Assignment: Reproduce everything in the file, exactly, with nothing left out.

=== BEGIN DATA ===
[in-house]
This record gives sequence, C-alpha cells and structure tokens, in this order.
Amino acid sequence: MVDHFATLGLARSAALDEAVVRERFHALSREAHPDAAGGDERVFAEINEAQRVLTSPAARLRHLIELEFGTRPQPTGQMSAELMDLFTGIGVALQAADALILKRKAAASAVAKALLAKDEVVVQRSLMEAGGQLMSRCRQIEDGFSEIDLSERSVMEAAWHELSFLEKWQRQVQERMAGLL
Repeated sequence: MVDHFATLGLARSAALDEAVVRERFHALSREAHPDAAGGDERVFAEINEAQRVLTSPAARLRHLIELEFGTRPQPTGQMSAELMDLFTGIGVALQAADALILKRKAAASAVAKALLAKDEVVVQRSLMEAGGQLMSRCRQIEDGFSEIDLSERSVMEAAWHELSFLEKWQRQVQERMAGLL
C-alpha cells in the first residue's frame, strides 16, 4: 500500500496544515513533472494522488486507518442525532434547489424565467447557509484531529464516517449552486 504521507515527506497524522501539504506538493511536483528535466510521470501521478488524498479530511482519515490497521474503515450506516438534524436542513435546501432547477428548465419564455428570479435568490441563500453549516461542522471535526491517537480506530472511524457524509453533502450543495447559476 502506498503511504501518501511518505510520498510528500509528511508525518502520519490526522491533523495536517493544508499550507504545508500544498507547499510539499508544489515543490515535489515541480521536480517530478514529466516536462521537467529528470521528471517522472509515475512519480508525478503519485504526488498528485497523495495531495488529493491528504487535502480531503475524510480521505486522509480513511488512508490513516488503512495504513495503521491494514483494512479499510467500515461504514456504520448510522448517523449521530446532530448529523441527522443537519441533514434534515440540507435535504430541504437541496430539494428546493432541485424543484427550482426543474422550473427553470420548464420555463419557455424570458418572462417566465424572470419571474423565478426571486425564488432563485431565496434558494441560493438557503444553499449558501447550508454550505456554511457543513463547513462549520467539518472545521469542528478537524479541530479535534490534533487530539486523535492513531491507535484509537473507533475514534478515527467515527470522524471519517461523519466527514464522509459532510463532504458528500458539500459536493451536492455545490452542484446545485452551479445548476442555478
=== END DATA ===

[in-house]
This record gives sequence, C-alpha cells and structure tokens, in this order.
Amino acid sequence: MVDHFATLGLARSAALDEAVVRERFHALSREAHPDAAGGDERVFAEINEAQRVLTSPAARLRHLIELEFGTRPQPTGQMSAELMDLFTGIGVALQAADALILKRKAAASAVAKALLAKDEVVVQRSLMEAGGQLMSRCRQIEDGFSEIDLSERSVMEAAWHELSFLEKWQRQVQERMAGLL
Repeated sequence: MVDHFATLGLARSAALDEAVVRERFHALSREAHPDAAGGDERVFAEINEAQRVLTSPAARLRHLIELEFGTRPQPTGQMSAELMDLFTGIGVALQAADALILKRKAAASAVAKALLAKDEVVVQRSLMEAGGQLMSRCRQIEDGFSEIDLSERSVMEAAWHELSFLEKWQRQVQERMAGLL
C-alpha cells in the first residue's frame, strides 16, 4: 500500500496544515513533472494522488486507518442525532434547489424565467447557509484531529464516517449552486 504521507515527506497524522501539504506538493511536483528535466510521470501521478488524498479530511482519515490497521474503515450506516438534524436542513435546501432547477428548465419564455428570479435568490441563500453549516461542522471535526491517537480506530472511524457524509453533502450543495447559476 502506498503511504501518501511518505510520498510528500509528511508525518502520519490526522491533523495536517493544508499550507504545508500544498507547499510539499508544489515543490515535489515541480521536480517530478514529466516536462521537467529528470521528471517522472509515475512519480508525478503519485504526488498528485497523495495531495488529493491528504487535502480531503475524510480521505486522509480513511488512508490513516488503512495504513495503521491494514483494512479499510467500515461504514456504520448510522448517523449521530446532530448529523441527522443537519441533514434534515440540507435535504430541504437541496430539494428546493432541485424543484427550482426543474422550473427553470420548464420555463419557455424570458418572462417566465424572470419571474423565478426571486425564488432563485431565496434558494441560493438557503444553499449558501447550508454550505456554511457543513463547513462549520467539518472545521469542528478537524479541530479535534490534533487530539486523535492513531491507535484509537473507533475514534478515527467515527470522524471519517461523519466527514464522509459532510463532504458528500458539500459536493451536492455545490452542484446545485452551479445548476442555478